Former Pittsburgh Steelers running back Le’Veon Bell was recently featured in a very insightful and candid interview with Sports Illustrated. While much of the focus will go on Bell’s comments regarding his contract negotiations or relationship with quarterback Ben Roethlisberger, his comments about the team’s 2016 playoff run may sting just as bad but for a much different reason. While the comments on his contract and Roethlisberger may face harsh criticism, his comments on the 2016 playoff run really captures the sad reality of the ‘Killer Bs’ era of Steelers’ football – an era that might as well be renamed the ‘what if’ era.
“I feel like (2016) was our Super Bowl year,” Bell says Jenny Ventras. “I just ended up getting hurt.”
Bell is of course talking about a groin injury that removed him from that year’s AFC Championship game against the New England Patriots. The Steeles had fallen victim to the Patriots many times over the last two decades but this time was supposed to be different. For the first time, the team took on the mighty Patriots with all three of their Killer Bs in Roethlisberger, Bell and Antonio Brown on the field.
Unfortunately, that would not be the case as Bell exited with a groin injury after just six carries for 20 yards and the Steelers were bullied to a 36-17 defeat with the whole world watching. Bell tells Sports Illustrated that the first time he was tackled in the AFC Championship game, he felt like “his left leg was about to rip off” and was left unable to run wild like he did all season. It was a groin injury that many speculated on during the playoff run and one that Bell confirmed during his Sports Illustrated piece. As the former Steelers’ running back tells Ventras, the groin injury left him “unable to stand up in bed” at one point and made him question if he would be able to finish the Divisional playoff game against the Kansas City Chiefs. Despite even receiving a Toradol shot before the AFC Championship game, Bell’s groin was unable to carry the Steelers to victory like it had all season.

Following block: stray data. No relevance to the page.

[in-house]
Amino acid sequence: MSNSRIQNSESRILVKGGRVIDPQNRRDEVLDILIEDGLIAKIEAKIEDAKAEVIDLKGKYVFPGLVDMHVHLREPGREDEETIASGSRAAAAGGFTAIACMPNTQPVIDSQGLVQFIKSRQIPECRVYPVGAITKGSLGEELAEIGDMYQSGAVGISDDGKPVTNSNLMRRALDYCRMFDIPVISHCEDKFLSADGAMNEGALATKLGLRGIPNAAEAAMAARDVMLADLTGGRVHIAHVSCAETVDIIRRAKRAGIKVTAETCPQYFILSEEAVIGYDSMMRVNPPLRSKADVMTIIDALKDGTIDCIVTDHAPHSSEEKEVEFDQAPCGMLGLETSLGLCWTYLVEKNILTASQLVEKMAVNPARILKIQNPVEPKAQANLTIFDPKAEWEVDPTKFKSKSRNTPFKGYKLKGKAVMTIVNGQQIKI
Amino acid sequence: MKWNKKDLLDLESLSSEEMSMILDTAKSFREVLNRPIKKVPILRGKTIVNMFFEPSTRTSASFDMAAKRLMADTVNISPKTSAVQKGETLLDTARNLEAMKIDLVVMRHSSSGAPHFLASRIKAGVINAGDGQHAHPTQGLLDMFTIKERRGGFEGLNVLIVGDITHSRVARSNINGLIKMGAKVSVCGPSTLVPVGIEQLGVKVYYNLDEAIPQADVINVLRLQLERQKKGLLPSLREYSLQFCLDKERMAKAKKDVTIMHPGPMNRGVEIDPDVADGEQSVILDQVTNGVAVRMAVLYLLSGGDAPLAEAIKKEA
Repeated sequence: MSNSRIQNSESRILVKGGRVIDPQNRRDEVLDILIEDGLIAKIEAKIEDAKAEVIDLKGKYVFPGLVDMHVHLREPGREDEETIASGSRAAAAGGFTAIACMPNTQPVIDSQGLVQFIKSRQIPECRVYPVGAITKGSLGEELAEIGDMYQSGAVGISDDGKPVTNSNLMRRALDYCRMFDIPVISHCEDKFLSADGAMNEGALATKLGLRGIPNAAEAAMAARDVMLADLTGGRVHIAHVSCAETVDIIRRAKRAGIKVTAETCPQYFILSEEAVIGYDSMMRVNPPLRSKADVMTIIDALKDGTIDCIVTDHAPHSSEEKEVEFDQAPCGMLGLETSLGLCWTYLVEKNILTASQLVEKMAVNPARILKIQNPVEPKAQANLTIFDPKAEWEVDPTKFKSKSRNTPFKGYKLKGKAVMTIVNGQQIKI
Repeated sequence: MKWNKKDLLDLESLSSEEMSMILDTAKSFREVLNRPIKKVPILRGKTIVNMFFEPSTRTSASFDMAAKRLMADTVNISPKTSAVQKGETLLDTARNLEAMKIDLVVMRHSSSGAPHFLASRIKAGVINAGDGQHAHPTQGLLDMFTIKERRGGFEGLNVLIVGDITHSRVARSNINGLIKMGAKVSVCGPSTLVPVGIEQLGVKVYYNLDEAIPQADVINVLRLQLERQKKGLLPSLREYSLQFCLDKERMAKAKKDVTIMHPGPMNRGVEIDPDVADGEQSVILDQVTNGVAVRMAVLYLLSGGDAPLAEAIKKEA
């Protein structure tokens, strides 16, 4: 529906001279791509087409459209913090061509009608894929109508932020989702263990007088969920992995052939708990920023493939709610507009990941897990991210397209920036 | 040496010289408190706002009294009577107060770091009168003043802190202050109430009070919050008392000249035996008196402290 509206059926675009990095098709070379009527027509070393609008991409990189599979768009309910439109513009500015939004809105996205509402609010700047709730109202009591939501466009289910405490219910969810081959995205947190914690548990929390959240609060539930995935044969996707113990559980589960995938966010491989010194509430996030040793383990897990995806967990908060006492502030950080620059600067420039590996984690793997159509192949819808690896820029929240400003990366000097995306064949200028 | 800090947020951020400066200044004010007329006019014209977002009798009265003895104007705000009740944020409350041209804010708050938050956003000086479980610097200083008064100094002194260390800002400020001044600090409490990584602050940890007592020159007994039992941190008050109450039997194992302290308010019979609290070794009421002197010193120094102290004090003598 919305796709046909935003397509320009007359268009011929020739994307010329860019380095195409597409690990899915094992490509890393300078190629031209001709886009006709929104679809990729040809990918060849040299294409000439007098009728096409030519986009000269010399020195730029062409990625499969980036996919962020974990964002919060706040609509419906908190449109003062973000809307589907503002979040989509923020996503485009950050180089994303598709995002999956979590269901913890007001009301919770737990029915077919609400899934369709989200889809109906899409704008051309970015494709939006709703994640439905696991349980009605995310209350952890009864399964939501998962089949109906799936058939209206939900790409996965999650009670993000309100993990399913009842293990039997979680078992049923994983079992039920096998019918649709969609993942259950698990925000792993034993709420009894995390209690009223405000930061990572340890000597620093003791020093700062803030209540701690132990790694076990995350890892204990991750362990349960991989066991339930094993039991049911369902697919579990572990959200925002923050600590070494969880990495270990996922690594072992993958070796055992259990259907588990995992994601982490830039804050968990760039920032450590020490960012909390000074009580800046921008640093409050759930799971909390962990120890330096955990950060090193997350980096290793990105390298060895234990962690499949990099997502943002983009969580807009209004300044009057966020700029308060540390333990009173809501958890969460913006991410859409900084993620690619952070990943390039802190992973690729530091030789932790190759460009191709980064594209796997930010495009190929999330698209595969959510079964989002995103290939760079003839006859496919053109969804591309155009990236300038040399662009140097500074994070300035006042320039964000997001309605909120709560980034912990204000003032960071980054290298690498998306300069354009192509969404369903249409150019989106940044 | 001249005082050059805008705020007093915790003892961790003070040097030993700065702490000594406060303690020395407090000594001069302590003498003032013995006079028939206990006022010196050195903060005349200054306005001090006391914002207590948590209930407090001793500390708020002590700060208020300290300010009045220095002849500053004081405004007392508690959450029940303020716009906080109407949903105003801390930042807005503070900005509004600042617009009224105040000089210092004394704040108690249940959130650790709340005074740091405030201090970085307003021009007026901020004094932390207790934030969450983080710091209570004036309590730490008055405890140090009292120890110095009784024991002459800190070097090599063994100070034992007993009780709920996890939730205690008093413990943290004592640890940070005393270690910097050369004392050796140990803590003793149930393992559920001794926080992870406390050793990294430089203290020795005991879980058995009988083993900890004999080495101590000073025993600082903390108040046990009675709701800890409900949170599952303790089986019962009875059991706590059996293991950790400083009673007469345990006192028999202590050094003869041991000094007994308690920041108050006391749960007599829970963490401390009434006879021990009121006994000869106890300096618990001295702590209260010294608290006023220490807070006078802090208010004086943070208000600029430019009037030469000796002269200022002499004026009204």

Bell’s claim that 2016 was the Steelers’ Super Bowl year is a common claim in Pittsburgh. The team was riding a nine-game win streak, powered by Bell, who was averaging over 100 yards rushing per game and over 50 receiving yards per game. The running back had arguably put together his best season, totalling 1884 yards from scrimmage in just 12 games. With a career high, 28 touches per game, the Steelers drove Bell to victory but unfortunately when the vehicle stalled, so did its driver.
While the 2016 season may have been the Steelers’ best chance at a Super Bowl, it was just one of the many ‘what ifs’ of the Killer B era. In 2014, it was Bell’s knee. In 2015, it was Roethlisberger’s shoulder, Brown’s concussion and Bell’s knee. In 2016, it was Bell’s groin that left the team hamstrung. In 2017, it was Jesse James’ infamous catch that was not a catch and in 2018 – the story’s final chapter, it was Roethlisberger’s leadership, Bell’s holdout and Brown’s disconnect that plagued the team.
With Bell now a New York Jet and Brown an Oakland Raider, the ‘what if’ era of Steelers’ football has finally turned its final page. The closest the talented trio got to the Super Bowl was 2016 and now with just Roethlisberger left, it will be interesting to see if he can match or surpass the 2016 standard.